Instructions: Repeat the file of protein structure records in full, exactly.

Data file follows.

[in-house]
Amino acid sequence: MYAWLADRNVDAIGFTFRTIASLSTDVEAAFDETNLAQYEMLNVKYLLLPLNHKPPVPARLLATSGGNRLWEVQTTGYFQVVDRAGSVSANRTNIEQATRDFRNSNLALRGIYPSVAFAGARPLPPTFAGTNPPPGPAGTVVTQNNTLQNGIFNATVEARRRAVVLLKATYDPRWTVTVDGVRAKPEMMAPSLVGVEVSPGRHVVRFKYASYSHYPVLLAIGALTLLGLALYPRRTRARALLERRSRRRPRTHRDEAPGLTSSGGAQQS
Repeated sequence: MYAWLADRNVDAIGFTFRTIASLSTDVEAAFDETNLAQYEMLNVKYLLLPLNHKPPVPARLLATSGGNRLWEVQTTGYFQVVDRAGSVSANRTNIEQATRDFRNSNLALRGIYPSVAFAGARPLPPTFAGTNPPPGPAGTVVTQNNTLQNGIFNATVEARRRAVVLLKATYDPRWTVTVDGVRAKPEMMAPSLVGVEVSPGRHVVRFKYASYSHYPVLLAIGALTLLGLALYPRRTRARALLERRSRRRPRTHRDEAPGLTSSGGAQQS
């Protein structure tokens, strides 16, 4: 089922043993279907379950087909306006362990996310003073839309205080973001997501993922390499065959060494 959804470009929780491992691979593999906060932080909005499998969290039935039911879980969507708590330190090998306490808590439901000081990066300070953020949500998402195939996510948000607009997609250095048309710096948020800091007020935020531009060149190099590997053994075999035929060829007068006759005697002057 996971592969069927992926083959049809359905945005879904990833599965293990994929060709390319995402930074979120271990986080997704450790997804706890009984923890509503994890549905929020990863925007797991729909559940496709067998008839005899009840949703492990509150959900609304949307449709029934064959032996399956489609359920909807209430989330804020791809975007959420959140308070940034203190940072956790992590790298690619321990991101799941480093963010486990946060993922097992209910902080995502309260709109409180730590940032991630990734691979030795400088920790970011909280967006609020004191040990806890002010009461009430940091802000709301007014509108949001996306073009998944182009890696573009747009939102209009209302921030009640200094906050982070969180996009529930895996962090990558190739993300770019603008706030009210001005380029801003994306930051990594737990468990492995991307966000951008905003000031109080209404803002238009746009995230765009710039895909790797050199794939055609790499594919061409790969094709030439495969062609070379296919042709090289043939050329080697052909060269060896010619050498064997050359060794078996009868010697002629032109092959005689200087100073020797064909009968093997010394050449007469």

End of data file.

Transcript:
[in-house]
Amino acid sequence: MYAWLADRNVDAIGFTFRTIASLSTDVEAAFDETNLAQYEMLNVKYLLLPLNHKPPVPARLLATSGGNRLWEVQTTGYFQVVDRAGSVSANRTNIEQATRDFRNSNLALRGIYPSVAFAGARPLPPTFAGTNPPPGPAGTVVTQNNTLQNGIFNATVEARRRAVVLLKATYDPRWTVTVDGVRAKPEMMAPSLVGVEVSPGRHVVRFKYASYSHYPVLLAIGALTLLGLALYPRRTRARALLERRSRRRPRTHRDEAPGLTSSGGAQQS
Repeated sequence: MYAWLADRNVDAIGFTFRTIASLSTDVEAAFDETNLAQYEMLNVKYLLLPLNHKPPVPARLLATSGGNRLWEVQTTGYFQVVDRAGSVSANRTNIEQATRDFRNSNLALRGIYPSVAFAGARPLPPTFAGTNPPPGPAGTVVTQNNTLQNGIFNATVEARRRAVVLLKATYDPRWTVTVDGVRAKPEMMAPSLVGVEVSPGRHVVRFKYASYSHYPVLLAIGALTLLGLALYPRRTRARALLERRSRRRPRTHRDEAPGLTSSGGAQQS
């Protein structure tokens, strides 16, 4: 089922043993279907379950087909306006362990996310003073839309205080973001997501993922390499065959060494 959804470009929780491992691979593999906060932080909005499998969290039935039911879980969507708590330190090998306490808590439901000081990066300070953020949500998402195939996510948000607009997609250095048309710096948020800091007020935020531009060149190099590997053994075999035929060829007068006759005697002057 996971592969069927992926083959049809359905945005879904990833599965293990994929060709390319995402930074979120271990986080997704450790997804706890009984923890509503994890549905929020990863925007797991729909559940496709067998008839005899009840949703492990509150959900609304949307449709029934064959032996399956489609359920909807209430989330804020791809975007959420959140308070940034203190940072956790992590790298690619321990991101799941480093963010486990946060993922097992209910902080995502309260709109409180730590940032991630990734691979030795400088920790970011909280967006609020004191040990806890002010009461009430940091802000709301007014509108949001996306073009998944182009890696573009747009939102209009209302921030009640200094906050982070969180996009529930895996962090990558190739993300770019603008706030009210001005380029801003994306930051990594737990468990492995991307966000951008905003000031109080209404803002238009746009995230765009710039895909790797050199794939055609790499594919061409790969094709030439495969062609070379296919042709090289043939050329080697052909060269060896010619050498064997050359060794078996009868010697002629032109092959005689200087100073020797064909009968093997010394050449007469």